Nearly a decade and an estimated £150 million since restoration began, this Gothic masterpiece reveals its former glory. The restaurant, named in honour of the building's original architect Sir George Gilbert Scott, has been designed by David Collins Studio to make the most of the lofty space and the extraordinary perforated ironwork ceiling. Marcus Wareing, Gordon Ramsay's one-time protégé who now has two Michelin stars, is behind the bustling ‘Great British Brasserie'.
The menu is true to old world British dishes such as Tweed Kettle – seatrout and a herb, lemon and nutmeg crust – which is interesting, but not remarkable. Yorkshire fish cake and Queen Anne’s artichoke tart are worth a try, as are the super-fresh oysters. Don’t be tempted by Mushrooms on Sippets (toast) or Queen’s Potage – both lack flavour. Dorset jugged steak with pork dumplings is a good, albeit heavy, choice – for a lighter option try perfectly-cooked Dover sole. Puddings are noteworthy, in particular the Eccles cakes with Cheddar cheese ice cream.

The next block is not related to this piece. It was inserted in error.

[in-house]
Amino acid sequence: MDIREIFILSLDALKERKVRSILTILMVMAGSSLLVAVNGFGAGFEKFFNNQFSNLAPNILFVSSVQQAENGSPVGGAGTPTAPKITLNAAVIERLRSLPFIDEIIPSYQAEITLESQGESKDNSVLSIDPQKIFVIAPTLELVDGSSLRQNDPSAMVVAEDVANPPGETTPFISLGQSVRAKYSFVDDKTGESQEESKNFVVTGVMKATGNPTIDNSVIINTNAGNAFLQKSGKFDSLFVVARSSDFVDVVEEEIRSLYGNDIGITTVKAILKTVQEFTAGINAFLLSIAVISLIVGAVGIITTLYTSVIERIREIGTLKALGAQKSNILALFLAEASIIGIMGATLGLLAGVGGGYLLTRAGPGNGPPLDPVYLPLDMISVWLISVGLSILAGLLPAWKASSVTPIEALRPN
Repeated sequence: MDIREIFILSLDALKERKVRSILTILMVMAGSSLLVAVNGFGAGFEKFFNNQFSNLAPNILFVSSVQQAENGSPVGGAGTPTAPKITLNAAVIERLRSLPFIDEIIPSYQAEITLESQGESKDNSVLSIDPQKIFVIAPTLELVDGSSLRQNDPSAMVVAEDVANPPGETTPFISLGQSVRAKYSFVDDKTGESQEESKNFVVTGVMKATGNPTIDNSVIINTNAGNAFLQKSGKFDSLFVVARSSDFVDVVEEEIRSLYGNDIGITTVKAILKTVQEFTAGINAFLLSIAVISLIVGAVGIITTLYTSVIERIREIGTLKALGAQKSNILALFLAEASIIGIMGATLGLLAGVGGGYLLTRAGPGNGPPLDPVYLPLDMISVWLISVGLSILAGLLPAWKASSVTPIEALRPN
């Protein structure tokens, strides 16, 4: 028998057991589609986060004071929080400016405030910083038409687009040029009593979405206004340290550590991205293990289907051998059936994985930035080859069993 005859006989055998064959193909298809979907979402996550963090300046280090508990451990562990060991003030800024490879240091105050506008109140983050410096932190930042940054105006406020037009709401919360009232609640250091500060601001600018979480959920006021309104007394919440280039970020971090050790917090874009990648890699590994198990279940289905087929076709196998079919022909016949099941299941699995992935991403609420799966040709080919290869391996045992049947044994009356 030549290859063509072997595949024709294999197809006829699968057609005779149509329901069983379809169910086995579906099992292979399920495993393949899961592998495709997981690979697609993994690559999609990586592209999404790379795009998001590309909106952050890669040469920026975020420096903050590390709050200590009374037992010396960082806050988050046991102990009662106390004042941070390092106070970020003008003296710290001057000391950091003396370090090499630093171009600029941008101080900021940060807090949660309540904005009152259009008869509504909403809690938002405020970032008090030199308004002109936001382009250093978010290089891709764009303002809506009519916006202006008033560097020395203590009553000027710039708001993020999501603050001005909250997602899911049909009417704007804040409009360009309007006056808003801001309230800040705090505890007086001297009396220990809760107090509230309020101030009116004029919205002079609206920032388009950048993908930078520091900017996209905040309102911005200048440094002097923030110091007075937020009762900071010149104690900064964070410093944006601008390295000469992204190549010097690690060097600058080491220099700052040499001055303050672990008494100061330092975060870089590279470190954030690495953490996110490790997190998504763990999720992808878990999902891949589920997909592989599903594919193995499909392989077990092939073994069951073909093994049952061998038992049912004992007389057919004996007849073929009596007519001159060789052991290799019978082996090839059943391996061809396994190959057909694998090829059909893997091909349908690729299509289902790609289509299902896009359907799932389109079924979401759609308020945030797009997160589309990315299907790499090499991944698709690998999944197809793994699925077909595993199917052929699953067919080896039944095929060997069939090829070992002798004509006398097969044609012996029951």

For ten guests, an arc-shaped table offers a full kitchen view and the stunning bar has smaller bites. The Gilbert Scott is ideal if you are travelling to or from St. Pancras. DC